Breath of the Eternal

 

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Photo credit: Theen … via VisualHunt.com / CC BY-NC-SA

As smoke and sparks arise from a lighted fire kindled with damp fuel, even so, have breathed forth from the Eternal all knowledge and all wisdom – what we know as the Rig Veda, the Yajur Veda, and the rest. They are the breath of the Eternal.    – Brihadaranyaka Upanishad

Vedas, to a Hindu, are the highest written authority.  Each of the four Vedas, viz., Rik, Sama, Yajur and Atharva, is divided into two parts: Work and Knowledge. The first is mainly made up of hymns, instructions on rites, ceremonies and rules of conduct. The second is about knowledge of God, the highest aspect of religious truth, and is called Upanishads.

Upanishads are not a formal text of spirituality. They are not a planned structured textbook with logical flow from one thought to another. All of them are revelations that occurred to sages in the highest levels of meditation when they were floating in the Eternal Sea of Intelligence and were face to face with the Eternal Truth.

 “This universe is a tree eternally existing, its root aloft, its branches spread below. The pure root of the tree is Brahman, the immortal, in whom the three worlds have their being, whom none can transcend, who is verily the Self. The whole universe came forth the Brahman, moves in Brahman. Mighty and awful is he, like a thunderbolt crashing loud through the heavens.  For those attain him death has no terror. In fear of him fire burns, the sun shines, the rains fall, the winds blow and death kills. If a man fails to attain Brahman before he casts off his body, he must again put on a body in the world of created things.”

The above quote is from the Katha Upanishad. It says, “If a man fails to attain Brahman before he casts off his body, he must again put on a body in the world of created things.”

A careful reading of the above sentence tells us that:

  • The goal of a man’s life is to attain Brahman.
  • A man puts on a body and casts off his body.
  • This world is a world of created things.
  • By inference, then there must be worlds of uncreated things.
  • Birth in this world is treated something as less desirable.
  • By inference, we get an idea that there are better worlds.
  • By inference, then that man cannot be his body.
  • This sentence does not talk about death of a man.

All these ideas are contrary to what you and I tend to know and believe. Are they not ? Not necessarily so. A deep thought about this sentence will throw more light on these concepts and will motivate you to know better about each concept.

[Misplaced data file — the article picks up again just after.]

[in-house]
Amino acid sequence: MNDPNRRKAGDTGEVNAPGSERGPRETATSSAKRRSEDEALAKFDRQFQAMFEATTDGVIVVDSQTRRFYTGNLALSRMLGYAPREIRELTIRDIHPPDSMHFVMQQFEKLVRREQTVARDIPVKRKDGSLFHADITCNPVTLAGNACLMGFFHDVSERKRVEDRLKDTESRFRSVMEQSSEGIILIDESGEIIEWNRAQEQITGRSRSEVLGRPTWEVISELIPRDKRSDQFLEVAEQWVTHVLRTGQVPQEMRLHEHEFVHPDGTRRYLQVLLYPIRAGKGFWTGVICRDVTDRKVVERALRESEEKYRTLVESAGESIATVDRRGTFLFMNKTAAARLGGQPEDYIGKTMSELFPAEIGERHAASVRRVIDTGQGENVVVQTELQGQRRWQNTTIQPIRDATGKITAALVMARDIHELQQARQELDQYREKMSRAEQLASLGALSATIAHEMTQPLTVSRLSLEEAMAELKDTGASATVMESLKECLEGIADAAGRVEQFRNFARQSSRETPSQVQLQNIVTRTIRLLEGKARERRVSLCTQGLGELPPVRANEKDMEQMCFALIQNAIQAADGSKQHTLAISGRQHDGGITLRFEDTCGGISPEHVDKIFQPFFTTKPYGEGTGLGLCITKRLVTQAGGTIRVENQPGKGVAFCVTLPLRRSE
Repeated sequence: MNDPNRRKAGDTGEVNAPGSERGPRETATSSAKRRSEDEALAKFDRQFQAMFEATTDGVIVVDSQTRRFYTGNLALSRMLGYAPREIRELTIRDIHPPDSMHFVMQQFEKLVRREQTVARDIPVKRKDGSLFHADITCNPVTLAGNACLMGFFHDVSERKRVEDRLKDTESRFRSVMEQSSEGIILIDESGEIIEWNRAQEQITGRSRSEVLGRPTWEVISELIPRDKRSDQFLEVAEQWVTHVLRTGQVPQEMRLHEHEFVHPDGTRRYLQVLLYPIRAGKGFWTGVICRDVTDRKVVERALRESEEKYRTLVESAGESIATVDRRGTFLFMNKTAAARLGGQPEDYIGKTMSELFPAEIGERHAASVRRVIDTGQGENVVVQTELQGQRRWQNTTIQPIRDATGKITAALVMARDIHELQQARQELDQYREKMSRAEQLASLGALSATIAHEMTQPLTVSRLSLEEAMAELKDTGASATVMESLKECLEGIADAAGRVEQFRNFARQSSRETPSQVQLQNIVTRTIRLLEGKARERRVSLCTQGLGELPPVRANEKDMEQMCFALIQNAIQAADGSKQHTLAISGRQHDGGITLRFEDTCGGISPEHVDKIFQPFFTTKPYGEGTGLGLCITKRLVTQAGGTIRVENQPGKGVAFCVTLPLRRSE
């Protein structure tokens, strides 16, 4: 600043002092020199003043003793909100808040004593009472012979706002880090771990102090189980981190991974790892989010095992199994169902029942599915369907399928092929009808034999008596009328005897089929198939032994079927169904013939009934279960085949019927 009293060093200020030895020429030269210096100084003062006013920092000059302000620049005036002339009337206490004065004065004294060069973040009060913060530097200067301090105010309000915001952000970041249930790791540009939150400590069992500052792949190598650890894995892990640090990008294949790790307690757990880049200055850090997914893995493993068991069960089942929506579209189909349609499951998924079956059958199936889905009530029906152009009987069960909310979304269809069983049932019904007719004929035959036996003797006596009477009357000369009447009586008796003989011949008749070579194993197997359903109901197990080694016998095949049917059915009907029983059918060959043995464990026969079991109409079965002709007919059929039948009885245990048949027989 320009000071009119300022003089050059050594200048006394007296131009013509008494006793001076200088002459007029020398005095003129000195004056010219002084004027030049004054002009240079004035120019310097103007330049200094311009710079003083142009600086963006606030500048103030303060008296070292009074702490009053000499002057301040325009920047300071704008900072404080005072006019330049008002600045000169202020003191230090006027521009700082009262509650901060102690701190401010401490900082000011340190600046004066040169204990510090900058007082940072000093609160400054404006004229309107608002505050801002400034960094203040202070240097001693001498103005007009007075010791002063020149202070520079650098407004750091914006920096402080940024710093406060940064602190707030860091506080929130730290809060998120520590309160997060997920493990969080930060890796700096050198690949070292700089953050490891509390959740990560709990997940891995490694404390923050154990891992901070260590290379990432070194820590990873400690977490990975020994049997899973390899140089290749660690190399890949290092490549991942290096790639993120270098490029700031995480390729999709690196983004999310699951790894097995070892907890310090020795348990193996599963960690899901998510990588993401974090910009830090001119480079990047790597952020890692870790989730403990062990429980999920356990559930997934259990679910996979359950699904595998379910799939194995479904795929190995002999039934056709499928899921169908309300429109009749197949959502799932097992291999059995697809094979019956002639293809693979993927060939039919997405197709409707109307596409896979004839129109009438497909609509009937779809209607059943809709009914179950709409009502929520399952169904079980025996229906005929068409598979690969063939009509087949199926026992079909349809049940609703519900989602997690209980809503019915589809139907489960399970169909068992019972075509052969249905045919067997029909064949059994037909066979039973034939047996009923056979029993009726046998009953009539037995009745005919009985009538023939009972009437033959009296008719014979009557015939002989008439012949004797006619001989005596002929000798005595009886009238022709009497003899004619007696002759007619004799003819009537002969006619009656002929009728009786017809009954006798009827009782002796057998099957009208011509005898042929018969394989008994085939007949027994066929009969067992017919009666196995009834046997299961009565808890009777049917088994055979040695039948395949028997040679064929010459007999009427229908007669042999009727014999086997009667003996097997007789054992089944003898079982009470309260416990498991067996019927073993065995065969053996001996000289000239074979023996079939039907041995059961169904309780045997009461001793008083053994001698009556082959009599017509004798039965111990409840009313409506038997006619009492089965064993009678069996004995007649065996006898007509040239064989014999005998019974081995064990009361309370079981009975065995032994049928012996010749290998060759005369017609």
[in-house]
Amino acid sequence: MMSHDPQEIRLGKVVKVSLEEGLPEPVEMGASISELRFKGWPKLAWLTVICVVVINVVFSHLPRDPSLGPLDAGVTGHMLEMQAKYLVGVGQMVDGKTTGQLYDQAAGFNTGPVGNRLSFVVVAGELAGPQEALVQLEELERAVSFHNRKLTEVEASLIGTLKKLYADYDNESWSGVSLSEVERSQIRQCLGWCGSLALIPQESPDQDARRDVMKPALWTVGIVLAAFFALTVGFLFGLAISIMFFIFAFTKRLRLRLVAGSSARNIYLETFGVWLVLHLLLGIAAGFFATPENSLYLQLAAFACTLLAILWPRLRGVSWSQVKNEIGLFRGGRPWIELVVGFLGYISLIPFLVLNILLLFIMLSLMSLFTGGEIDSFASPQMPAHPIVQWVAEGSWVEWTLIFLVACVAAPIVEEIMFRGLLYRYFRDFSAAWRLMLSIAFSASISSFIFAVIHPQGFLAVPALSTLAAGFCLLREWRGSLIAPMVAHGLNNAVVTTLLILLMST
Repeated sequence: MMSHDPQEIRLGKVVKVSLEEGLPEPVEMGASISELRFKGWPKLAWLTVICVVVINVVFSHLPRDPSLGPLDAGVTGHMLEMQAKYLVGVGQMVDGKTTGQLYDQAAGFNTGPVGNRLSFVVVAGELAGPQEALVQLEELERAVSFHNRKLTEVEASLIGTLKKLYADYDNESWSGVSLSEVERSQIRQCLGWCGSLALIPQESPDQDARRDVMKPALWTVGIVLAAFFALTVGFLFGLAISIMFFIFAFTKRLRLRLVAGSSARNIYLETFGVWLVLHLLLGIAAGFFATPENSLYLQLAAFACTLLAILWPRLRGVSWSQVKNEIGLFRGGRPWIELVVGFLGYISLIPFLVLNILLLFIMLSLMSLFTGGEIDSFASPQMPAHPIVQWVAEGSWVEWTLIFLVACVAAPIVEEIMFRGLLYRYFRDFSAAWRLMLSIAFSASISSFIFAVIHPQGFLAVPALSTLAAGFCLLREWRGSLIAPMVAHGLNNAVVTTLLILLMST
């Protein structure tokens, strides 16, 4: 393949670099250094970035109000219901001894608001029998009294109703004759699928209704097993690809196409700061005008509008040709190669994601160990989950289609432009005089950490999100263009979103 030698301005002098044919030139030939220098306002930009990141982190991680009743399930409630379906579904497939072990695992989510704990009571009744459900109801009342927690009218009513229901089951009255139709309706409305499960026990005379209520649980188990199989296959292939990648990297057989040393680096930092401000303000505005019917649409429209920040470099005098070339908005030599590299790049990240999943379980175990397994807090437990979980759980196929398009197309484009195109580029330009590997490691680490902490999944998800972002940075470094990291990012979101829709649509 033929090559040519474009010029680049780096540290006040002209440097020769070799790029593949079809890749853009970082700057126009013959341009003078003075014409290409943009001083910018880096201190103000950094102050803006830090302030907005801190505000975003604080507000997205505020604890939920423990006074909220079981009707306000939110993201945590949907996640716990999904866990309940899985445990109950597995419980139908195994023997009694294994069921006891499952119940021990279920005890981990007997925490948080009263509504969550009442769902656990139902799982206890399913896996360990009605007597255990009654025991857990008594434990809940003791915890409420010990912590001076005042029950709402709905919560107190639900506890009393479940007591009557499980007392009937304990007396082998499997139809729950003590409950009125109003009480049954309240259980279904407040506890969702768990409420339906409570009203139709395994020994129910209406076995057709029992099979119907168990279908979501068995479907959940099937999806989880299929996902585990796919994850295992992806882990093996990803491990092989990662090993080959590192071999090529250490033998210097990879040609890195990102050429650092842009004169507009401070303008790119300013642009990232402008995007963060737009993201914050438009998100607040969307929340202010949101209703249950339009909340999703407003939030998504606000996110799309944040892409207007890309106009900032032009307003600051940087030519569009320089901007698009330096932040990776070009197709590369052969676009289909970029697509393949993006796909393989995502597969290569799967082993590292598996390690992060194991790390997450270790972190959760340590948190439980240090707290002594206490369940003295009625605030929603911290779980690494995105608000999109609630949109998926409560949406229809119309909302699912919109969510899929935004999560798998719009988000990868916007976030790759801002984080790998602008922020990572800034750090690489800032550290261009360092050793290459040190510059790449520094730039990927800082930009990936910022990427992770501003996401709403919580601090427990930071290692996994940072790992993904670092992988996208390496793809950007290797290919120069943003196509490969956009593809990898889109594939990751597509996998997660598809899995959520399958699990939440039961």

If the Upanishad refers to a man, this definition of a man, is totally contradictory to what we know as man.  In the Vedic wisdom, there is something called Atman. Frederick Manchester, in The Upanishads translated by Swami Prabhavananda and himself, says “The Sanskrit Atman, meaning the God within …verbal equivalent of this expression appears nowhere in Hindu philosophy.”

The whole of the Upanishads explain the Atman but never define the term. They say that like the word Brahman this word is difficult to define and put it within a contour of constructed logic and meaning.

The popular scripture of Hindus, the Bhagavad Gita says “Atma is all-pervading Akshara-Brahman which illumines the vast universe and upholds it. The all-pervading Atman is one indivisible, immovable, imperishable being in all things. The individual soul is Jeevatman.”

Aurobindo says the following:

““The Kshara spirit visible to us as all natural existence and the totality of all existences moves and acts pervadingly in the immobile and eternal Akshara. This mobile Power of Self acts in that fundamental stability of Self….”

The Akshara “…in its highest status… is an unmanifest beyond even the unmanifest principle of the original cosmic Prakriti, Avyakta, and, if the soul turns to this Immutable, the hold of cosmos and Nature falls away from it and it passes beyond birth to an unchanging eternal existence.”

Please note he says “if the soul turns to this Immutable, the hold of cosmos, nature falls away from it and it passes beyond birth to an unchanging eternal existence.”

If we come to the modern writings, we come across the celebrated thinker, Reiki master Paulo Horan, saying the following: “You begin to realize that you are not the body, not the thoughts and not the emotions. You have these things, but they are not who you are. You are not inside your body, rather your body is inside of YOU. All these accouterments – the body, mind, thoughts and emotions – are transient vehicles to help you navigate through this dream, whereas in truth YOU ARE Consciousness ItSelf.” 

Where do we go from the above thoughts and concepts. The best place to go is to go inside, inside of us, into our mind and heart and think about these lofty truths. No one  can make the other realize these by reading or hearing.

This post is a prompt, a motivation, a catalyst that will make the interested reader delve deeper into him and realize the unlimitedness of the soul and shed all notions of limitedness.

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